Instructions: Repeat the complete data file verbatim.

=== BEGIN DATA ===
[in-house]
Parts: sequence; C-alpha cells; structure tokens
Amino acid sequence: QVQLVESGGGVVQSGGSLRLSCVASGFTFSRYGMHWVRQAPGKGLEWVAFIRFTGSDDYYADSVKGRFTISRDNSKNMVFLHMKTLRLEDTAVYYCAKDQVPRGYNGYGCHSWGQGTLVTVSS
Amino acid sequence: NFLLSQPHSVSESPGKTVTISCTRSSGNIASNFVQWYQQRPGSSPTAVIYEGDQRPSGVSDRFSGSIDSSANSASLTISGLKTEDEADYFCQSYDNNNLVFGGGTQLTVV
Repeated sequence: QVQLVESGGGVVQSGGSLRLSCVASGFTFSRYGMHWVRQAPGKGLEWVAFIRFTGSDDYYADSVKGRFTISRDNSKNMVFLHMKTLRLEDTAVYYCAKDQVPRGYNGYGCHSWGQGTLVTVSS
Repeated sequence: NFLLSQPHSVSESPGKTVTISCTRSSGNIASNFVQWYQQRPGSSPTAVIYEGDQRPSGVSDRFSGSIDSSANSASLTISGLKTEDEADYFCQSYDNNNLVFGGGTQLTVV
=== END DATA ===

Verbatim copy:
[in-house]
Parts: sequence; C-alpha cells; structure tokens
Amino acid sequence: QVQLVESGGGVVQSGGSLRLSCVASGFTFSRYGMHWVRQAPGKGLEWVAFIRFTGSDDYYADSVKGRFTISRDNSKNMVFLHMKTLRLEDTAVYYCAKDQVPRGYNGYGCHSWGQGTLVTVSS
Amino acid sequence: NFLLSQPHSVSESPGKTVTISCTRSSGNIASNFVQWYQQRPGSSPTAVIYEGDQRPSGVSDRFSGSIDSSANSASLTISGLKTEDEADYFCQSYDNNNLVFGGGTQLTVV
Repeated sequence: QVQLVESGGGVVQSGGSLRLSCVASGFTFSRYGMHWVRQAPGKGLEWVAFIRFTGSDDYYADSVKGRFTISRDNSKNMVFLHMKTLRLEDTAVYYCAKDQVPRGYNGYGCHSWGQGTLVTVSS
Repeated sequence: NFLLSQPHSVSESPGKTVTISCTRSSGNIASNFVQWYQQRPGSSPTAVIYEGDQRPSGVSDRFSGSIDSSANSASLTISGLKTEDEADYFCQSYDNNNLVFGGGTQLTVV